By Josh Resnek
Last Friday, the temperature hit 100 degrees in Everett.
Monday, it hit 102.
It was a fairly incredible moment as this writer couldn’t recall a day during the past 30 years when the temperature hit 100.
I was taking a cruise around Everett when I noticed in my car the outside temperature indicator said: 100.
That is hot. That is uncomfortable. If you’ve been running air conditioning, that is expensive with a monster bill coming at the end of August.
This followed days of above 90 temperatures during what has become one of the hottest and most uncomfortable summers in recent decades.
Just a hot streak, you say?
Is it global warming and climate change?
Whatever it is, it is turning out to be deadly for nearly everything green.
Lawns everywhere have turned from green, to spotty green, to entirely burned and dead.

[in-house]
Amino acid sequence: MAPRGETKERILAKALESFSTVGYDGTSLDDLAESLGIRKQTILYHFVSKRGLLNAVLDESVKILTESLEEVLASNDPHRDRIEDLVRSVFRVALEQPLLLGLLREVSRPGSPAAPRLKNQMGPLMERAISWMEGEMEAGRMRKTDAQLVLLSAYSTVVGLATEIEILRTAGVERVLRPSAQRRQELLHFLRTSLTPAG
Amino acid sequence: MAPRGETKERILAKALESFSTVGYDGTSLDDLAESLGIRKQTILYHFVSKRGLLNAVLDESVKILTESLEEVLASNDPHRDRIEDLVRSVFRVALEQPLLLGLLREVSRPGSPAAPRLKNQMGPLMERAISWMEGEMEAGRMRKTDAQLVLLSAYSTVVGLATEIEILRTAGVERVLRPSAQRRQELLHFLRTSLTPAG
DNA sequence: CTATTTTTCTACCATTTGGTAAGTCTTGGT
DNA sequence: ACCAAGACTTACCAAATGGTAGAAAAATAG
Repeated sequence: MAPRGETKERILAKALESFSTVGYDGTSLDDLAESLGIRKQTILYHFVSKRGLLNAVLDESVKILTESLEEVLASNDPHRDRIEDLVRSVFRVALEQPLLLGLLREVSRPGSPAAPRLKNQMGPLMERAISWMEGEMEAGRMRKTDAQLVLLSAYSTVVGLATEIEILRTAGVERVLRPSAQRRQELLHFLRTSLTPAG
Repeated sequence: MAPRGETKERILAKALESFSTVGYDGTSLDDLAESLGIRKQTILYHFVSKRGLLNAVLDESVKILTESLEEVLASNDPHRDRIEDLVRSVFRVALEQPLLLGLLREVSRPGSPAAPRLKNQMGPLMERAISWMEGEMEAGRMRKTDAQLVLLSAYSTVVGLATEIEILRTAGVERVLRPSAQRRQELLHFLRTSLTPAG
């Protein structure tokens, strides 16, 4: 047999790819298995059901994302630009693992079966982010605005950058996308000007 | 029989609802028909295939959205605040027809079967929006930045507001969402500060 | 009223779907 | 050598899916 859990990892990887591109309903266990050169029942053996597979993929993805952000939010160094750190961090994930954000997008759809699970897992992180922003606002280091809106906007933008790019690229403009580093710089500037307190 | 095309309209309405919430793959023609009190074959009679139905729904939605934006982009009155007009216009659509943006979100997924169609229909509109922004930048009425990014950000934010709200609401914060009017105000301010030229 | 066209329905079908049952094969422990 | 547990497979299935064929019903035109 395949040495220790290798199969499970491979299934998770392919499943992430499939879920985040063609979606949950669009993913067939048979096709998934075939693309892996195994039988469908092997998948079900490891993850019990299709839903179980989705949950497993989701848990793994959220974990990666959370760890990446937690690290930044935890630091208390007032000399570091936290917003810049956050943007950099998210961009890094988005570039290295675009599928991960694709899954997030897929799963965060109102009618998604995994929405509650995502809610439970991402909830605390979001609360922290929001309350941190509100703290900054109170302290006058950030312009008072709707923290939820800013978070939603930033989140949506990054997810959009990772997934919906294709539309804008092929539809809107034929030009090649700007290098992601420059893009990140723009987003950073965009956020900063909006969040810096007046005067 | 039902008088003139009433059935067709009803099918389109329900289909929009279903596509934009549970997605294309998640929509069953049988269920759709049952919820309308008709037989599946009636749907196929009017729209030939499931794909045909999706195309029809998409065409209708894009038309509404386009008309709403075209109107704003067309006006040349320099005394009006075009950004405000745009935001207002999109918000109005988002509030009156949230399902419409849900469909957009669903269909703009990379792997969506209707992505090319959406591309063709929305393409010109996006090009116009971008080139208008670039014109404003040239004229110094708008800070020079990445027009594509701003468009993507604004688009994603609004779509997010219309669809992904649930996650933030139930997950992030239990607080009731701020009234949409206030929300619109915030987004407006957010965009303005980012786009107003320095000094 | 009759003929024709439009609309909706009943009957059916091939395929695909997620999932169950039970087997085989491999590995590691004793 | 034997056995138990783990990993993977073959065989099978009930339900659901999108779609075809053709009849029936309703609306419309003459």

Our parched and burned lawns are an indication that there has not been enough rain to cut the devastation caused by the incessant heat.
Massachusetts authorities have warned that large areas of the state are experiencing a drought – and in some communities, watering lawns and other unnecessary water usage have been ordered cut back to conserve.
No such order has yet been handed down in Everett…but if the rain shortage continues, such an order is coming.
Sunday’s severe thunder storms dumped an inch of rain on everything screaming out for a relief from the drought that grows out of the earth.
That was the first time in more than three weeks when there had been enough rain to give our drought stricken bushes, trees, flowers and the crops we like to grow in our gardens a reason to live for a few more days.
In the absence of more steady rain, everything is going to die that isn’t already wilted and dead.
So far, there have not been noticeable or widespread blackouts and electric failures.
They are surely coming if the streets and sidewalks remain white hot.
The inevitable, and sad, we think, countdown to the summer’s end has already started.
But the heat shows absolutely no sign of letting up. What to do?
There is nothing to do except to complain, and to remember, that in three months we will be complaining about the cold.